When I was asked to write this blog post in honor of Mother’s Day and International Nurses Day, the world was a different place. The pandemic wasn’t yet turning our lives upside down and radically changing our day-to day lives.
It seems fitting that this year International Nurses Day falls on the 200th Anniversary of Florence Nightingale’s birthday, May 12. She is the mother of modern nursing and over 150 years ago recognized that clean air, clean water, and a clean environment improved health. As we acknowledge the amazing work of nurses around the world on the 12th, lets also think about how we can play our part in supporting healthier environments for all.
As the executive director of the Alliance of Nurses for Healthy Environments, I’ve been connecting with nurses, moms, and moms-to-be around the country in support of one another during these uncertain times. It’s been so inspiring to hear about their dedication to their patients and communities AND how they’re juggling work and homeschooling.
As more of us are staying close to home, it’s an opportunity to look at the products we’re using, or considering buying, and switch to safer alternatives. For this post I’m going to focus on cleaning products as I’ve been receiving so many questions about what products to use.
This may be a time to experiment with making your own DIY cleaning products – these can be less toxic and more inexpensive than many of those you can buy in the store – and the ingredients can be easy to find (unlike some of the name brand products that have been flying off the shelves. Women’s Voices for the Earth has a great set of recipes for DIY cleaners with ingredients like white vinegar and baking soda. I’ve used the all-purpose cleaner and the drain opener with great success!
For washing your hands, plain soap and water is the way to go. Washing for at least 20 seconds is most effective. SafetyNest (SafetyNEST Science's sister organization) has excellent recommendations on what to avoid in your hand soaps.
When cleaning your house, it’s important to clean before disinfecting. It’s also important to evaluate if you even need to disinfect. For many of us, cleaning is all that is needed. You can see a short video here that goes through the steps of determining what type of cleaning you should do and how to clean most effectively in the time of COVID-19. Cleaning with microfiber clothes is recommended.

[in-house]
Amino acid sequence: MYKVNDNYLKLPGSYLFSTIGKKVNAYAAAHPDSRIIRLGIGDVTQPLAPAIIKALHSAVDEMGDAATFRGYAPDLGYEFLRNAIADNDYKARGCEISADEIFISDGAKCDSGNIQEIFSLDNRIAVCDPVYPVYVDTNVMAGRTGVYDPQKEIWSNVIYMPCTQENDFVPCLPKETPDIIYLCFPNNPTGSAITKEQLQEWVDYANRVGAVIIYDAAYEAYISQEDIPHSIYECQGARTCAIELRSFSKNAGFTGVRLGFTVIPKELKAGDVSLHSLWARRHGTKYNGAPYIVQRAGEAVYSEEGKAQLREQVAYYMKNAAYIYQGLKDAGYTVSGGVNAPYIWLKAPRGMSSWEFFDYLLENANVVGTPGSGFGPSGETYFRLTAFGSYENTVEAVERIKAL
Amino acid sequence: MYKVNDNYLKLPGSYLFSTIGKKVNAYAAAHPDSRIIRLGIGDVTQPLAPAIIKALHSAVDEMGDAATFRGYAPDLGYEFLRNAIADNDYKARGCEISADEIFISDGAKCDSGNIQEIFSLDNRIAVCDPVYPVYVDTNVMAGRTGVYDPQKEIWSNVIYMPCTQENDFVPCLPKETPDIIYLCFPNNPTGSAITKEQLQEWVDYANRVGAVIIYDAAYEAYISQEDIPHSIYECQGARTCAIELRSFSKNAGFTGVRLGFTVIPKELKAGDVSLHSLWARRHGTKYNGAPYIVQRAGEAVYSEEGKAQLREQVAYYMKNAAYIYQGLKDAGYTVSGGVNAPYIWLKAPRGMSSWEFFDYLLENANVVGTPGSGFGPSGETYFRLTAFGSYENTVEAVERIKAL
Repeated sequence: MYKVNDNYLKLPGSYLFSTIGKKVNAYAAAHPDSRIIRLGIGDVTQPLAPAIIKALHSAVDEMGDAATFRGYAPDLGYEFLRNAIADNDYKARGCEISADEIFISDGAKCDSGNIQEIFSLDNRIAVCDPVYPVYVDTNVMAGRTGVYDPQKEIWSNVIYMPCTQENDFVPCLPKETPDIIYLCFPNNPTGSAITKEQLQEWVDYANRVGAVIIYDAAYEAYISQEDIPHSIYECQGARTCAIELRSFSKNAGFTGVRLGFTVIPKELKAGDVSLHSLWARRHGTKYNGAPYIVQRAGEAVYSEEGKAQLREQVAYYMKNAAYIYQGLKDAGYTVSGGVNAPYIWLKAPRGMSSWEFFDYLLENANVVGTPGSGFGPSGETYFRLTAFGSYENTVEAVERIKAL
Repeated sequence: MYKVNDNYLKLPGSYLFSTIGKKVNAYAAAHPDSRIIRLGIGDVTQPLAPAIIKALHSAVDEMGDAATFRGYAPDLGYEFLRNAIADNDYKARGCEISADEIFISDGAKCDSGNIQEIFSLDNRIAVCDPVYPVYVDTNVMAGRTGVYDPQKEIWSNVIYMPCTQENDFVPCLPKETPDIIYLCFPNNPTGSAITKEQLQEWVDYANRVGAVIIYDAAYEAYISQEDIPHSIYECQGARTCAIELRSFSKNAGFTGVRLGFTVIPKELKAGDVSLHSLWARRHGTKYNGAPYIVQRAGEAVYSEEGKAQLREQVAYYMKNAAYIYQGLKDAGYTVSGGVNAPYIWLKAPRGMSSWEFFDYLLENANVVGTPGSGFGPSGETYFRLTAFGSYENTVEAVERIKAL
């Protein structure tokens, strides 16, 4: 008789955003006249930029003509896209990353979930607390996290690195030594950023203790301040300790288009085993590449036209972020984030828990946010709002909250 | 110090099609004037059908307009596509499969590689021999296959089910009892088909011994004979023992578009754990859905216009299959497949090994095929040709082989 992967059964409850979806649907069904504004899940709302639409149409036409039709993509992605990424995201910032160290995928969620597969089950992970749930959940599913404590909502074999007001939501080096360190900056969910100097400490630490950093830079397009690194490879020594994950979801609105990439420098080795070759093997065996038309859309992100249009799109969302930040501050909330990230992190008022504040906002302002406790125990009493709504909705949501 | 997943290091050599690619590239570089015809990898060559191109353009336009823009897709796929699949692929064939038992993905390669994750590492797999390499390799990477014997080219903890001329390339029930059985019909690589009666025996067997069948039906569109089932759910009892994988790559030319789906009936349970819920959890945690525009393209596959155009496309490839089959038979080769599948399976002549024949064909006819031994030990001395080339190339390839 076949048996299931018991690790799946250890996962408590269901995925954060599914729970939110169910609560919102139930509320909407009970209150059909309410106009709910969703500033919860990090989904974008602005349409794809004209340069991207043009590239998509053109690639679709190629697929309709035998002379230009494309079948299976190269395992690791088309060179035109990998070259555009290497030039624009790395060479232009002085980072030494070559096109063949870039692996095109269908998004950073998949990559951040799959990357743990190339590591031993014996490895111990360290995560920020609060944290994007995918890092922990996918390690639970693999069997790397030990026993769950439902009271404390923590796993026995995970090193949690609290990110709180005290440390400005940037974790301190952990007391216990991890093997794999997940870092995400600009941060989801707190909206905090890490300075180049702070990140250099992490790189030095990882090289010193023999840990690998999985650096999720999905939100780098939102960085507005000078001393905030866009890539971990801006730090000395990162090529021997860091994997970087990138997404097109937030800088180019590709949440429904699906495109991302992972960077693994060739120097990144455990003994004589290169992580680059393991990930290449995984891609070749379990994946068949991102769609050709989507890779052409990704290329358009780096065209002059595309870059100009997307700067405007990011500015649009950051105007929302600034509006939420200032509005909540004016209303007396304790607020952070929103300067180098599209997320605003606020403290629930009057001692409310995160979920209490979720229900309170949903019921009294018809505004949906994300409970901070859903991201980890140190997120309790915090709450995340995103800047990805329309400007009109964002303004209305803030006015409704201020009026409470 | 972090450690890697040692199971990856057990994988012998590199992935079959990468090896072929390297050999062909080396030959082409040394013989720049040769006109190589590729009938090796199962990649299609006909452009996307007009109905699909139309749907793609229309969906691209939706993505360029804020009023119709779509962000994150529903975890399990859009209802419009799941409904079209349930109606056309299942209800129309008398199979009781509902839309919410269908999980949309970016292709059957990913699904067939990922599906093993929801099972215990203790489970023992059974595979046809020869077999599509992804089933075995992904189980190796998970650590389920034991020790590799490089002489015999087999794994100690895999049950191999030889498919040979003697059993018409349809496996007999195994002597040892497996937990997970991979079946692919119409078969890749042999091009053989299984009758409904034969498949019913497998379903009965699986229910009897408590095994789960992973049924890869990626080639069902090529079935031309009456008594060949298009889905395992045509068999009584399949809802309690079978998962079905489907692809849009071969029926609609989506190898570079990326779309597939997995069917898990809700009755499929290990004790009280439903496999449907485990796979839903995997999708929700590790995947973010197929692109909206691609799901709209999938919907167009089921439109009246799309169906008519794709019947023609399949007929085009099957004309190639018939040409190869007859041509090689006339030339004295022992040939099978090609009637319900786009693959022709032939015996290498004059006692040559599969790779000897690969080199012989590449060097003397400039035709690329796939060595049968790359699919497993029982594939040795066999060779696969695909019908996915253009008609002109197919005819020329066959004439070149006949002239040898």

If you do need to disinfect, choose the least toxic disinfectant. Disinfectants with bleach or quaternary ammonia, can cause respiratory irritation and should be avoided if possible. The Western States Pediatric Environmental Health Specialty Unit (PEHSU) created a fantastic how-to guide with recommendations for less toxic disinfectants, such as those containing hydrogen peroxide and citric acid. It has links to EPA guides where you can research different products.
No matter what area of the country you live in, there is a PEHSU near you. If you have any questions about which products are safe to use while pregnant or with children in the household, they are a free resource and provide you with access to environmental health experts. You can find out more at https://www.pehsu.net/.
I hope you are all staying safe and well. Remember you are not alone – there are so many resources out there for information and support. We will get through this together and I hope that our new normal will be one in which less-toxic products is the norm.
Katie Huffling is a Certified Nurse-Midwife and the Executive Director of the Alliance of Nurses for Healthy Environments. Ms. Huffling works with nurses and nursing organizations to elevate environmental health issues, such as climate change, toxic chemicals, and sustainability in healthcare, amongst the nursing profession. Ms. Huffling was an editor of the environmental health e-textbook “Environmental Health in Nursing” that won the 2017 AJN Book of the Year in Environmental Health. She was also the recipient of the 2018 Charlotte Brody Award which recognizes nurses who go beyond everyday nursing endeavors to proactively promote and protect environmental health.